WASHINGTON – The United States has spent more than $715 million for military and humanitarian operations in Libya since unrest began in the north African country earlier this year, the White House said Wednesday.
The figures came in a report that the White House sent to Congress insisting that President Barack Obama did not exceed his powers in ordering US military action in Libya.
"The cost through June 3, 2011, for DoD (Department of Defense) military operations and humanitarian assistance efforts in Libya is $715.9 million," it said.
The report said $713.6 million was for military operations, $1.3 million for a drawdown of US Defense Department supplies and $1 million in humanitarian aid.
"The total projected cost for DoD operations through September 30, 2011, which is the end of the second 90-day authorization by NATO, is about $1.1 billion," the report said.
By comparison the cost of sustaining the decade-long conflict in Afghanistan is about $10 billion a month.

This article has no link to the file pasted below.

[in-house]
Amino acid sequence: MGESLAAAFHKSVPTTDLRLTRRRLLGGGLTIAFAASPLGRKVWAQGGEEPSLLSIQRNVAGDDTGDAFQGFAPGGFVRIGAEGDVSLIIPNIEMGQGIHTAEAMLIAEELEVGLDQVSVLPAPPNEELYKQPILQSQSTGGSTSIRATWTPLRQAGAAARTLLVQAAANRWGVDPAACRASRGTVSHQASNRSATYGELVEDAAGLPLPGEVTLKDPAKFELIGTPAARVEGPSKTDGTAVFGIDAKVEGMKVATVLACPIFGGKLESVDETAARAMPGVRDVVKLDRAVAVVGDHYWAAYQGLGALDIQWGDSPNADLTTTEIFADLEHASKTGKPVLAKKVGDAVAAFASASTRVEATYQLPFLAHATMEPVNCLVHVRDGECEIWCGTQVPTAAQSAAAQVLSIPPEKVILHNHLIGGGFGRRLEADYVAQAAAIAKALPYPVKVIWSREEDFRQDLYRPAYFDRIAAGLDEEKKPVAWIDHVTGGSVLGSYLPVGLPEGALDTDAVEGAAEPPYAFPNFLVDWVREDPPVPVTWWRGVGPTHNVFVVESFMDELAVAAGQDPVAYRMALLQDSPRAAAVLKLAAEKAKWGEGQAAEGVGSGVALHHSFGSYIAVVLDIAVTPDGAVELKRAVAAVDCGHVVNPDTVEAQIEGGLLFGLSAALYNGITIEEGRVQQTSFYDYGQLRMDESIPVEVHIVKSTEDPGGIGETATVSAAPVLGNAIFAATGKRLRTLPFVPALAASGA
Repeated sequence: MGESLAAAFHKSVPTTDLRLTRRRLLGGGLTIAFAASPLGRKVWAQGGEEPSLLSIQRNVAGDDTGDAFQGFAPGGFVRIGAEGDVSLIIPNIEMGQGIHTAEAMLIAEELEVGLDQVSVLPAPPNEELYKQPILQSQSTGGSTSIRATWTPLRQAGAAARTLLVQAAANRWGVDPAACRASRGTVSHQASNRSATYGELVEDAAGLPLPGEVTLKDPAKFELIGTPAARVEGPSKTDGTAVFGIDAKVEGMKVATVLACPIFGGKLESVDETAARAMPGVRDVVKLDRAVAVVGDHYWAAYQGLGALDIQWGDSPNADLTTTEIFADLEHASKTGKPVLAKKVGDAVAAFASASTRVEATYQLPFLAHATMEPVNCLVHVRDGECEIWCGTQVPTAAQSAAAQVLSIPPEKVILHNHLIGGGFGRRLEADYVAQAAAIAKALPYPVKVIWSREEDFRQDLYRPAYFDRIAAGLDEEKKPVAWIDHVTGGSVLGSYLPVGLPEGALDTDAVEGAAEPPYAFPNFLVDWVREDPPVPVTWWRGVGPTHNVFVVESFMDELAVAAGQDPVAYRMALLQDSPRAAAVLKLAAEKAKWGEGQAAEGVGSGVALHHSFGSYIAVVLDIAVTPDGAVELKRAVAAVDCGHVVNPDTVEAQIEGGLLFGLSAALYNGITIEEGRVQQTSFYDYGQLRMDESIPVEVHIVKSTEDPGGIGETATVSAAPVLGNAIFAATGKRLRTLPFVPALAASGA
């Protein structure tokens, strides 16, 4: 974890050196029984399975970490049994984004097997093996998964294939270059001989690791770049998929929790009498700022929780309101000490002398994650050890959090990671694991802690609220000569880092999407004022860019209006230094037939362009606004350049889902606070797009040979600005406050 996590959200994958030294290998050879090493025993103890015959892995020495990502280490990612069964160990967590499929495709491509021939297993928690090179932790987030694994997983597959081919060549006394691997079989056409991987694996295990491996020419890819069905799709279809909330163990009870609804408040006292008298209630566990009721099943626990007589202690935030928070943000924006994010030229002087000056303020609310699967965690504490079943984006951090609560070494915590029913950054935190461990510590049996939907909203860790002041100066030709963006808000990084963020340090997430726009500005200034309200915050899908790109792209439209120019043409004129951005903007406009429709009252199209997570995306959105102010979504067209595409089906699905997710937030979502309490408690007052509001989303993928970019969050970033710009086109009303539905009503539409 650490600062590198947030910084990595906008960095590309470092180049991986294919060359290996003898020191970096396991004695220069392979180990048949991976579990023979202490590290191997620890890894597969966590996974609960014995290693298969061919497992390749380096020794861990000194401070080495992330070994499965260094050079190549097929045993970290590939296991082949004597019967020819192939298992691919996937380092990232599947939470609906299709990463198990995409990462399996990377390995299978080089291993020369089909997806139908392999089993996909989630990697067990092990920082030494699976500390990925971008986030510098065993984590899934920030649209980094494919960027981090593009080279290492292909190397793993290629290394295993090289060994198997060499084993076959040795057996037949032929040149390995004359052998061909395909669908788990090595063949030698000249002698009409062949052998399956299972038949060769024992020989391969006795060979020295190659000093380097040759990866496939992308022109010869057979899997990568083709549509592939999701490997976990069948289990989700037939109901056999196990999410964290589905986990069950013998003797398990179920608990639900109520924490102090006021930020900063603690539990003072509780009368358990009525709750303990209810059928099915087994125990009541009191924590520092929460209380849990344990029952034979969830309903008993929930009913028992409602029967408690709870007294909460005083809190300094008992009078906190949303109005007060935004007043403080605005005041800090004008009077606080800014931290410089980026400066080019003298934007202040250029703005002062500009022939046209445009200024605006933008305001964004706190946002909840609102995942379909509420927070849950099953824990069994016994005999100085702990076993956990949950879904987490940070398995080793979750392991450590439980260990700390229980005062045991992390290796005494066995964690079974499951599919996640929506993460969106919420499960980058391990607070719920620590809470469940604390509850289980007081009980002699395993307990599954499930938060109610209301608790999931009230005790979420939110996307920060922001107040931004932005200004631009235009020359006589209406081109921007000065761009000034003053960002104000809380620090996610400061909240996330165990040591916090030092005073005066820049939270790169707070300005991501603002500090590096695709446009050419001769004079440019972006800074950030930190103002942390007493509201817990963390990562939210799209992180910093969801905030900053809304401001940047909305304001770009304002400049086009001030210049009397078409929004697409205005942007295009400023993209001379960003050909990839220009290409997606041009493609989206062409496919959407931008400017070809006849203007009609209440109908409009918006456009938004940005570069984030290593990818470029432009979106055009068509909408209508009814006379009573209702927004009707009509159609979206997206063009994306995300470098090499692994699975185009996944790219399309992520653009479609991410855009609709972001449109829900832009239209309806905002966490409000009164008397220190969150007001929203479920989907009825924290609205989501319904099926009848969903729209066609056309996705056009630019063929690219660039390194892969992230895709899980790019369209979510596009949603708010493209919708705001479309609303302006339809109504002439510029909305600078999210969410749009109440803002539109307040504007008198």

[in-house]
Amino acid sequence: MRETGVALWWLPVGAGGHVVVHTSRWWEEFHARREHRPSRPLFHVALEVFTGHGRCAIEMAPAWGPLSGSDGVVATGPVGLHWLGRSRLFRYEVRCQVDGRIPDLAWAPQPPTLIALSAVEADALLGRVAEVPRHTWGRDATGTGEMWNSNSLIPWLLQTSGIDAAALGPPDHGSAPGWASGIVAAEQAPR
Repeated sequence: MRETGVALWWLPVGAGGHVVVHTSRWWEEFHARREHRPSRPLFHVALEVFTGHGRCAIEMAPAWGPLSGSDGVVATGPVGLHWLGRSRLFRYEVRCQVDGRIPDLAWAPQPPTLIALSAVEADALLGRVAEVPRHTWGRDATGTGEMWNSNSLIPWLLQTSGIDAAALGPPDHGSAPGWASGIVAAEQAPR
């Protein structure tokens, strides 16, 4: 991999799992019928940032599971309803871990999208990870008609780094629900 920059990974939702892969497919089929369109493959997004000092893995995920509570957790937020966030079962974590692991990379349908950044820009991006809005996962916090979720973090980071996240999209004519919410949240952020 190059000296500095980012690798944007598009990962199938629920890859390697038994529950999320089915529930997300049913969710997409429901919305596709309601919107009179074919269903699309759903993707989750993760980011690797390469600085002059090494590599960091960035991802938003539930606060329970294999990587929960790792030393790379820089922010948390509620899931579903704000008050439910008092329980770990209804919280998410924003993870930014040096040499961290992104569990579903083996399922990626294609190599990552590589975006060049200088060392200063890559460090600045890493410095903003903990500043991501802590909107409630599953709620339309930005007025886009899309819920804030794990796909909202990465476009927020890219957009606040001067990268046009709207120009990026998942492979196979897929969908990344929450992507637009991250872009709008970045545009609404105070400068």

Officials said that the 30-page report justifies US action in the mission to protect civilians and target the forces of Moamer Kadhafi and contains a detailed legal analysis showing Washington's role is permitted under US law.
It came amid rising criticism among even some of Obama's allies over the operation and Obama's authority to wage it, along with questions about the ultimate US goal in Libya and the mounting cost of the action.
But senior Obama aides said the US role in the NATO-led operation, now largely confided to a support mission, did not rise to the level of warfare that under the 1973 War Powers Resolution must be endorsed by lawmakers.